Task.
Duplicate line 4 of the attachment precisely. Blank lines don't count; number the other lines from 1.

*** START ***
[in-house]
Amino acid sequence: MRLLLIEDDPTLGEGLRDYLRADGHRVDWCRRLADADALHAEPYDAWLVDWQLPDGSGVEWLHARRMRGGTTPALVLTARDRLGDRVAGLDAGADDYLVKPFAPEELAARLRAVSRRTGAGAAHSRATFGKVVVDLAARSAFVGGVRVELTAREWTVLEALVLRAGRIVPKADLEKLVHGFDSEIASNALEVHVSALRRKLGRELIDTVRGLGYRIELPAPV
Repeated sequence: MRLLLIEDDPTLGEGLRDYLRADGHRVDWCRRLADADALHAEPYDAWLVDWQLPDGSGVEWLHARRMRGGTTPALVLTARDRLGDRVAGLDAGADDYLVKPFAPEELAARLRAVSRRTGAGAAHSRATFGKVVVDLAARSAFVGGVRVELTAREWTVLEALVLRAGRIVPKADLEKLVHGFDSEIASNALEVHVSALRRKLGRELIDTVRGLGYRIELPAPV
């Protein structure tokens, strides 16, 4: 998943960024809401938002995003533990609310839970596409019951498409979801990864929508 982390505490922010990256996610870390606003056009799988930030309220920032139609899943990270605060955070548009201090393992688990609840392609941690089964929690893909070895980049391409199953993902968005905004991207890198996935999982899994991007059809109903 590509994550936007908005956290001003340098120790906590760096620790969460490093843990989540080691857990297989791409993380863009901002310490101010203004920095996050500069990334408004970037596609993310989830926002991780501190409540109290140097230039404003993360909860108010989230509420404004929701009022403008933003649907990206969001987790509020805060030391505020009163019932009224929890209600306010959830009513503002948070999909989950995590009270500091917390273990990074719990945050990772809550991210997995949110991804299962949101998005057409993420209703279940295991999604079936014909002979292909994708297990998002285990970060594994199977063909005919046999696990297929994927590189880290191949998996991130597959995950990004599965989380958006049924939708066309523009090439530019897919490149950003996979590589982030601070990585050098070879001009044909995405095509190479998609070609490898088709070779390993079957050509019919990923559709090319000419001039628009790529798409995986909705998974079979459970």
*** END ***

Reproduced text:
């Protein structure tokens, strides 16, 4: 998943960024809401938002995003533990609310839970596409019951498409979801990864929508 982390505490922010990256996610870390606003056009799988930030309220920032139609899943990270605060955070548009201090393992688990609840392609941690089964929690893909070895980049391409199953993902968005905004991207890198996935999982899994991007059809109903 590509994550936007908005956290001003340098120790906590760096620790969460490093843990989540080691857990297989791409993380863009901002310490101010203004920095996050500069990334408004970037596609993310989830926002991780501190409540109290140097230039404003993360909860108010989230509420404004929701009022403008933003649907990206969001987790509020805060030391505020009163019932009224929890209600306010959830009513503002948070999909989950995590009270500091917390273990990074719990945050990772809550991210997995949110991804299962949101998005057409993420209703279940295991999604079936014909002979292909994708297990998002285990970060594994199977063909005919046999696990297929994927590189880290191949998996991130597959995950990004599965989380958006049924939708066309523009090439530019897919490149950003996979590589982030601070990585050098070879001009044909995405095509190479998609070609490898088709070779390993079957050509019919990923559709090319000419001039628009790529798409995986909705998974079979459970």